Seven Things the Olympics Have in Common with Ignatian Spirituality by Denise Gorss. Some of the examples stretch the point, but could be good talking points in a sermon.

Rio 2016 Olympics: The Exclusion Games
Since Rio de Janeiro was announced as the 2016 Olympics host, the mainstream media, politicians and several analysts have been emphasizing the opportunities from investment growth in the city, highlighting the possibilities in solving large problems such as those in urban mobility and the recovery of degraded spaces for housing, commerce and tourism, as in the case of the harbour area. For the population of the city, however, it is clear that the promised benefits will not be realised. When looking at the city’s preparation process for the Olympics, it is possible to assert, disappointingly, Rio 2016 Olympics: the exclusion games!
Table of contents:
1. Housing
2. Urban Mobility: transportation revolution for whom?
3. Work: informal trade repression and slavery practices in formal work
4. Sports: where is the Olympic legacy?
5. Environment: contradictions on the Olympic environmental discourse
6. Public Safety: The Olympics, militarization and racism
7. Gender: Women’s protagonism in popular struggles in the city of Rio de Janeiro
8. Children and Adolescents: conditions of vulnerability and violence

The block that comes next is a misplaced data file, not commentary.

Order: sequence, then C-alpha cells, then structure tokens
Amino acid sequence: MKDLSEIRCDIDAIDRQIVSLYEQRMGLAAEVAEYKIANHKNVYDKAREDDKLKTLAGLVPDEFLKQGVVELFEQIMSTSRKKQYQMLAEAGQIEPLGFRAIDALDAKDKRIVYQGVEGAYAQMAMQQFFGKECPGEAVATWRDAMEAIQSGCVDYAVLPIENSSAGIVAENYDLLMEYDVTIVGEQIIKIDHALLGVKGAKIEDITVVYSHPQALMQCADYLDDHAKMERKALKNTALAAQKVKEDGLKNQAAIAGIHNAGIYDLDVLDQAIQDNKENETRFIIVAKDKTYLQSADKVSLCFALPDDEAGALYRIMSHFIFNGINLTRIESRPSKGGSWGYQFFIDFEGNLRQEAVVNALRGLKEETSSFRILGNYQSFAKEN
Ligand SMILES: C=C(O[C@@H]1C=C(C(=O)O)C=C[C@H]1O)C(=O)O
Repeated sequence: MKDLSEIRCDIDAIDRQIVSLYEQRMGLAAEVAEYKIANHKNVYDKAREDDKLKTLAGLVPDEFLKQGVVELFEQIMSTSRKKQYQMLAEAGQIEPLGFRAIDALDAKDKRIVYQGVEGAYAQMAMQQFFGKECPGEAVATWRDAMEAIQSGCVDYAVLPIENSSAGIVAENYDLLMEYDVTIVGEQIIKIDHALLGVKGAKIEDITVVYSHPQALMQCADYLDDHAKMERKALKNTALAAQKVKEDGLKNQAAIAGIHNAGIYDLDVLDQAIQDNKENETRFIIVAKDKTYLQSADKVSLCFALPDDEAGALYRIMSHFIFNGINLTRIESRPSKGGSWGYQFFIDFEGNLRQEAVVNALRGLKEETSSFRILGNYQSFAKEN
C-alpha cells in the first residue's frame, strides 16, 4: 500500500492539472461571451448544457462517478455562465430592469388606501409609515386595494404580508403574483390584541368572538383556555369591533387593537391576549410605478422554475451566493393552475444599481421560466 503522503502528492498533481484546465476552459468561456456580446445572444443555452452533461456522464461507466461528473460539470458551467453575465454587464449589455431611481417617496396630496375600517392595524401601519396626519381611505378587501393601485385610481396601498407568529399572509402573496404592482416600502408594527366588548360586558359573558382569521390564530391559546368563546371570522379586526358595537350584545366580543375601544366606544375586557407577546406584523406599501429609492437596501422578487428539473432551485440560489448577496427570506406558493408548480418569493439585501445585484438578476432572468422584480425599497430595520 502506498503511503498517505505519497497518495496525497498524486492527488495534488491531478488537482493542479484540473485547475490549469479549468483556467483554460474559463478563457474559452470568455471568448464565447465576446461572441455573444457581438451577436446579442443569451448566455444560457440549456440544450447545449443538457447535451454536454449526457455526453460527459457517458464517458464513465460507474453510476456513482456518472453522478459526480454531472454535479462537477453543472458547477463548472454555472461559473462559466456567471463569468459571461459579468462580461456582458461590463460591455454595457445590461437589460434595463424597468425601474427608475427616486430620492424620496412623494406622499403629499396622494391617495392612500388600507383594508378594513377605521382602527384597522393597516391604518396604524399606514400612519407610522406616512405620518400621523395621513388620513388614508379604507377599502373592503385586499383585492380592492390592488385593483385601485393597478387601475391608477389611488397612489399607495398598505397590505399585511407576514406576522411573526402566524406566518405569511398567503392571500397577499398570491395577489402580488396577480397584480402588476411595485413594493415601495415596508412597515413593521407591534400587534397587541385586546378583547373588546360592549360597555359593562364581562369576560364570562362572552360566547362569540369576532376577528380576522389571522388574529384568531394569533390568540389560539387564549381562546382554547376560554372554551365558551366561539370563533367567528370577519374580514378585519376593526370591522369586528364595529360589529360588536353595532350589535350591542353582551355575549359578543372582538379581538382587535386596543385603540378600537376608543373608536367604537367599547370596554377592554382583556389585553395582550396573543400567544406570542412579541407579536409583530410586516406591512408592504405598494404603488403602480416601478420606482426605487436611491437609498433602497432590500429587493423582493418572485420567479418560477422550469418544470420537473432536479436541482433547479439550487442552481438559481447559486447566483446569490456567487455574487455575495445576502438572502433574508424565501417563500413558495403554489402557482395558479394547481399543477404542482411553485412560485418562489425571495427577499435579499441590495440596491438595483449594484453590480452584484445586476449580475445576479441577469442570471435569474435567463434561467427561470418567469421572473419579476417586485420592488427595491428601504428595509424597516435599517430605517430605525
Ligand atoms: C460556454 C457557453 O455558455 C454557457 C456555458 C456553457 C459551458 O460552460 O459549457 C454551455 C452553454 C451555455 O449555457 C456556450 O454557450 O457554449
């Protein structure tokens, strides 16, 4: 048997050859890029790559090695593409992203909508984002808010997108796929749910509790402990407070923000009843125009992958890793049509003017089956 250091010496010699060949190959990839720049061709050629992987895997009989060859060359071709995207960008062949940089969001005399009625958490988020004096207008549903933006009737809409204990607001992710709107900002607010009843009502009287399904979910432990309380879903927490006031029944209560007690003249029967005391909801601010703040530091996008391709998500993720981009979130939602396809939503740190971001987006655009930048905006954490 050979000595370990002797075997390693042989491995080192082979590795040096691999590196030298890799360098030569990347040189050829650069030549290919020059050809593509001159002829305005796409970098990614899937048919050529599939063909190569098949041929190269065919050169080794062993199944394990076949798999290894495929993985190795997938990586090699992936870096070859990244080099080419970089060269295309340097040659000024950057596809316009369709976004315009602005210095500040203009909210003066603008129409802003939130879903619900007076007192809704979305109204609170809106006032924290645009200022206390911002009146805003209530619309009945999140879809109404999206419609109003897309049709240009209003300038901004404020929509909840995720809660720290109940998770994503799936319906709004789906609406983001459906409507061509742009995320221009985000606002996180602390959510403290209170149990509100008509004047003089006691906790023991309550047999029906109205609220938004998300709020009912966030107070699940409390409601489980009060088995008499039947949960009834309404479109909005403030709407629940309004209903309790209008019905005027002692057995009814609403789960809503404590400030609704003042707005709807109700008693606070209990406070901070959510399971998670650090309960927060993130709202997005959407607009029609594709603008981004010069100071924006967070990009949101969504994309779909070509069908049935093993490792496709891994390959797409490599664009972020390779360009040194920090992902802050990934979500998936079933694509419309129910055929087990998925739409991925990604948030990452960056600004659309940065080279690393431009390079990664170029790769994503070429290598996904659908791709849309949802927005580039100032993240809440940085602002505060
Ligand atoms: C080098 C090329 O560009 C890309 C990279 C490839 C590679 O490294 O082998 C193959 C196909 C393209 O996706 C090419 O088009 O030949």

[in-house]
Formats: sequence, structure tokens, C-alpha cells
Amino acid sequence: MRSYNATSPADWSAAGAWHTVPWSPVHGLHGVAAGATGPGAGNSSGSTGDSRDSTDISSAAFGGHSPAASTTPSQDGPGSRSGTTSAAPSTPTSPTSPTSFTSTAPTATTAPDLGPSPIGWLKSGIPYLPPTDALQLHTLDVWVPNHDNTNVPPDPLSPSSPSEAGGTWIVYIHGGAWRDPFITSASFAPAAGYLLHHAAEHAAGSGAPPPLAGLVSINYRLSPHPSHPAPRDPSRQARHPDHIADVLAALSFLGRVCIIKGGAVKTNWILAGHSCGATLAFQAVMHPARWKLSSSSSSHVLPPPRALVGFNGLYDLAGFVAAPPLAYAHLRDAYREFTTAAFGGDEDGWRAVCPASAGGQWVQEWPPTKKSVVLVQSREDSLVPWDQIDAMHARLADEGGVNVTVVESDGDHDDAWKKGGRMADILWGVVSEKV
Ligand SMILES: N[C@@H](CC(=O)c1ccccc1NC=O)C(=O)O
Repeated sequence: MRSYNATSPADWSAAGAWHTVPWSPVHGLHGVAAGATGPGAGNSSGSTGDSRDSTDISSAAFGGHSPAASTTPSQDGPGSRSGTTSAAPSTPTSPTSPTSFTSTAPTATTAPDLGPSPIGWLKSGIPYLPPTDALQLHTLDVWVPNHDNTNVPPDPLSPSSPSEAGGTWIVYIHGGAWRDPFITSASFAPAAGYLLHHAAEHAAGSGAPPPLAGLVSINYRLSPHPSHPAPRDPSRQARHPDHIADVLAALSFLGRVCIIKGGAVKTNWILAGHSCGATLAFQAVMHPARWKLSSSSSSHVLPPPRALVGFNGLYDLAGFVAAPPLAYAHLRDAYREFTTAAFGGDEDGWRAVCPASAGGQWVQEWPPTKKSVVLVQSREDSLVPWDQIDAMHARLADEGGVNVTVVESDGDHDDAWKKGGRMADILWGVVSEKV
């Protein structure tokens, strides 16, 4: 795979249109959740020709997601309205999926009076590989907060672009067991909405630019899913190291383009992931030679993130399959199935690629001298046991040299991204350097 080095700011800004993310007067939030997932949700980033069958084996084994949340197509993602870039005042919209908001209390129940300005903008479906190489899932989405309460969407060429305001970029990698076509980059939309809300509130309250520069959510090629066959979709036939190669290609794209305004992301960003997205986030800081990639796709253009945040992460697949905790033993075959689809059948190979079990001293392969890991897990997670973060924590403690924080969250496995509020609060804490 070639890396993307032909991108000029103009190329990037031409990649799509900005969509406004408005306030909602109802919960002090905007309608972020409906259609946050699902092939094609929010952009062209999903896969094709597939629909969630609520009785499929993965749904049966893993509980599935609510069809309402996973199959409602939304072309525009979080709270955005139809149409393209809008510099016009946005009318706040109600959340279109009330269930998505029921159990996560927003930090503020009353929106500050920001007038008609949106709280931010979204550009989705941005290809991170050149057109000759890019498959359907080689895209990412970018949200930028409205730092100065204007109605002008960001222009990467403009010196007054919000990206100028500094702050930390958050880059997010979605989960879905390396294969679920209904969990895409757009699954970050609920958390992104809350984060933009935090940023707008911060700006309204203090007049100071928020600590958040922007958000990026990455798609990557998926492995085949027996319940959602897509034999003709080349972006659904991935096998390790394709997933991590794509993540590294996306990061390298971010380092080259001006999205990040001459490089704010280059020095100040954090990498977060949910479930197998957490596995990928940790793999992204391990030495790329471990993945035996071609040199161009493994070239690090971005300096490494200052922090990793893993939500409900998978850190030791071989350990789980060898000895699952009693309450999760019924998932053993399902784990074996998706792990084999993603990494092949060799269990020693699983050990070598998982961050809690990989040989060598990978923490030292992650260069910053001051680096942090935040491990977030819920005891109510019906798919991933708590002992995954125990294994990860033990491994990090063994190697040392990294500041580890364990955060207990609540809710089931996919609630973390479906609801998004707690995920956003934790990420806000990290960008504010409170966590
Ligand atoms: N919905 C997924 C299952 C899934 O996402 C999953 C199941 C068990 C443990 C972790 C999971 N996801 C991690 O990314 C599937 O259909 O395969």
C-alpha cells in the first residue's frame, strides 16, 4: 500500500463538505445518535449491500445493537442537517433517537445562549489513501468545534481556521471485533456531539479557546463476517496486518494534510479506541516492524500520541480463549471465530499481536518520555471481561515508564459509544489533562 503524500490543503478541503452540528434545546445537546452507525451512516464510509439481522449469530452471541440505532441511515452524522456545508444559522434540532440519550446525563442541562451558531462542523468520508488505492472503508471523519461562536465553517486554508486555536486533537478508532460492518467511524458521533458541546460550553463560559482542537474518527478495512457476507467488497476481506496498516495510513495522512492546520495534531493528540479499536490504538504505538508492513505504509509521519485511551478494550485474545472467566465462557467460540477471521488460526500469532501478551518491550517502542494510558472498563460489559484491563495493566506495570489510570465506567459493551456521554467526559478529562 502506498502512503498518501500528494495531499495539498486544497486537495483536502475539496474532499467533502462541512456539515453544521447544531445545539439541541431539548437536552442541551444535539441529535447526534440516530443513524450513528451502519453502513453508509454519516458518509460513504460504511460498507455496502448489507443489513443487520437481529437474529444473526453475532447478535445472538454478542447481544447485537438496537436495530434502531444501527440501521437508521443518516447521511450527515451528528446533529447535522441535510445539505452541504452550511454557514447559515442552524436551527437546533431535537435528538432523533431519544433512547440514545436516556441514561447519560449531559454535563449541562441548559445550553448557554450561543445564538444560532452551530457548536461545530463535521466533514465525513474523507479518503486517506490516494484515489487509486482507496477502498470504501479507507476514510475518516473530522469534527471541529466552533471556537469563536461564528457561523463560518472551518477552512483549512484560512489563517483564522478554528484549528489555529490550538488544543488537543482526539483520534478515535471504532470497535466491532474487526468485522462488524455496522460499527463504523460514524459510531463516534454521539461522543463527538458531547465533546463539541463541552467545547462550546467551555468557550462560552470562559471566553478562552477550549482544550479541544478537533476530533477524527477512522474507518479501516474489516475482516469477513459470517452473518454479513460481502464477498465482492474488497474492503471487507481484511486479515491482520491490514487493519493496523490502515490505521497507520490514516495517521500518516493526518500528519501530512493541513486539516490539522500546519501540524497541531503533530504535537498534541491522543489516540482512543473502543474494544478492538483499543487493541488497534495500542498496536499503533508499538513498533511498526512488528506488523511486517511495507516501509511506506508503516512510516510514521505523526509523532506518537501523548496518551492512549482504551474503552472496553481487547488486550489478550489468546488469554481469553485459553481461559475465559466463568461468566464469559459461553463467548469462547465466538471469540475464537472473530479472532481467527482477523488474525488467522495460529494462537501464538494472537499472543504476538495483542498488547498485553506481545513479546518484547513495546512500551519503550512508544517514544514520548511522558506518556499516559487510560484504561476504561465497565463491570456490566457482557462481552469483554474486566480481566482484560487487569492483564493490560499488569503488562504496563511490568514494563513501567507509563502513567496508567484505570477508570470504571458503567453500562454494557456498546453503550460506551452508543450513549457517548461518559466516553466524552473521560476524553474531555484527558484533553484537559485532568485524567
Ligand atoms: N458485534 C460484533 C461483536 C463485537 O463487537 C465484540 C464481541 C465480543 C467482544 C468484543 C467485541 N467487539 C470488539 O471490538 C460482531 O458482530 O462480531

9. Information and Budget: obscure games
10. Resistance Initiatives of the World Cup and Olympics Popular Committee
11. Proposals of the World Cup and Olympics Popular Committee: for a city to all people, with social justice and democracy
Downloadable PDF here (could frame prayers for others)

Amnesty statement about the Olympics: Has Brazil lost even before the Olympics has begun?

Also, The Real Cost of the Olympic Games.
‘Our quarrel is not with the Olympics, our quarrel is this: The mayor sold something he had no right to sell. The Brazilian government always ends up serving the ruling class … It is high time for public policies to treat the people who truly build the country with respect. We are poor because we live in a capitalist society, but we must still be consulted [and] must be treated with respect.’

Rio’s Muslim community call for peace ahead of 2016 Rio Games.

About admin

Rev Sandy Boyce is a Uniting Church in Australia Minister (Deacon) in placement at Pilgrim Uniting Church, in Adelaide CBD (12 Flinders St). This blog is mainly to resource worship planners for our services, but of course may be useful for others. We have some great writers of music, words for hymns and liturgy at Pilgrim, so this blog also includes their words.